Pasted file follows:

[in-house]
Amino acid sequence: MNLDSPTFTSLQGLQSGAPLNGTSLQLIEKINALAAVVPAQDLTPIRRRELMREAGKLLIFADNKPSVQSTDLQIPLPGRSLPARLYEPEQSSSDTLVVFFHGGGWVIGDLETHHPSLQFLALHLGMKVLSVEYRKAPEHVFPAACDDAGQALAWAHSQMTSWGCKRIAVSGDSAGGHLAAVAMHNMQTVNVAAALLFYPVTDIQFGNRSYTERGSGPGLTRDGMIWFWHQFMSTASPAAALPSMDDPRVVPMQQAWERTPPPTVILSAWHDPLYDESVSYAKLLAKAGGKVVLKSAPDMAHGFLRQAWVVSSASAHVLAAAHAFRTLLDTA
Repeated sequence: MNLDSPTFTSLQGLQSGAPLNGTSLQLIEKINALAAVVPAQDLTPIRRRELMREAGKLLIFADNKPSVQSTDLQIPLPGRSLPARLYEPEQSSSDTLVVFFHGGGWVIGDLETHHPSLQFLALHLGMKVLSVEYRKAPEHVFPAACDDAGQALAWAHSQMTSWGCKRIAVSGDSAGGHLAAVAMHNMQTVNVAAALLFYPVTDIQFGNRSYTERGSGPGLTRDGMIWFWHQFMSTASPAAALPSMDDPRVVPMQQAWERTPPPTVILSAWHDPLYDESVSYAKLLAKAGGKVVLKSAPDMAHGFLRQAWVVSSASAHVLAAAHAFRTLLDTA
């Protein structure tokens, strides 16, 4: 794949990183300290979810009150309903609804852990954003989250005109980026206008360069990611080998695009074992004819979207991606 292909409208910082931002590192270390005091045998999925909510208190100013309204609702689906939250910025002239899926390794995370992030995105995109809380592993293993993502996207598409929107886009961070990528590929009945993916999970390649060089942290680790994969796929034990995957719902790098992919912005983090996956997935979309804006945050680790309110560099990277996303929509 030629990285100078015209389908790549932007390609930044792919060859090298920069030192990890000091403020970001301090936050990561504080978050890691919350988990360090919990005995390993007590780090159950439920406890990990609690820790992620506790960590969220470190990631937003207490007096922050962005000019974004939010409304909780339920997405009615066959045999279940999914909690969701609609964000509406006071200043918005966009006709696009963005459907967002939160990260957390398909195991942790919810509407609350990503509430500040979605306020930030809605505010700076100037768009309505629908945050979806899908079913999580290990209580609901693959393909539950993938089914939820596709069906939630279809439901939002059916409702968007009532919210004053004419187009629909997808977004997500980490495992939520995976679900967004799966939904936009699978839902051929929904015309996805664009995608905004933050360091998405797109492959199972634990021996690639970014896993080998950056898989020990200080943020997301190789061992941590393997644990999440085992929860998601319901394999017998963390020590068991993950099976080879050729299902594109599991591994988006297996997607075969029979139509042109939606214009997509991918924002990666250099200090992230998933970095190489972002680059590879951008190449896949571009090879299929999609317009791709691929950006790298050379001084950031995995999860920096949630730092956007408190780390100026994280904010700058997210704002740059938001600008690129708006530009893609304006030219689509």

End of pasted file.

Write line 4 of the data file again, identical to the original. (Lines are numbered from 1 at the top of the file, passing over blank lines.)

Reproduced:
């Protein structure tokens, strides 16, 4: 794949990183300290979810009150309903609804852990954003989250005109980026206008360069990611080998695009074992004819979207991606 292909409208910082931002590192270390005091045998999925909510208190100013309204609702689906939250910025002239899926390794995370992030995105995109809380592993293993993502996207598409929107886009961070990528590929009945993916999970390649060089942290680790994969796929034990995957719902790098992919912005983090996956997935979309804006945050680790309110560099990277996303929509 030629990285100078015209389908790549932007390609930044792919060859090298920069030192990890000091403020970001301090936050990561504080978050890691919350988990360090919990005995390993007590780090159950439920406890990990609690820790992620506790960590969220470190990631937003207490007096922050962005000019974004939010409304909780339920997405009615066959045999279940999914909690969701609609964000509406006071200043918005966009006709696009963005459907967002939160990260957390398909195991942790919810509407609350990503509430500040979605306020930030809605505010700076100037768009309505629908945050979806899908079913999580290990209580609901693959393909539950993938089914939820596709069906939630279809439901939002059916409702968007009532919210004053004419187009629909997808977004997500980490495992939520995976679900967004799966939904936009699978839902051929929904015309996805664009995608905004933050360091998405797109492959199972634990021996690639970014896993080998950056898989020990200080943020997301190789061992941590393997644990999440085992929860998601319901394999017998963390020590068991993950099976080879050729299902594109599991591994988006297996997607075969029979139509042109939606214009997509991918924002990666250099200090992230998933970095190489972002680059590879951008190449896949571009090879299929999609317009791709691929950006790298050379001084950031995995999860920096949630730092956007408190780390100026994280904010700058997210704002740059938001600008690129708006530009893609304006030219689509």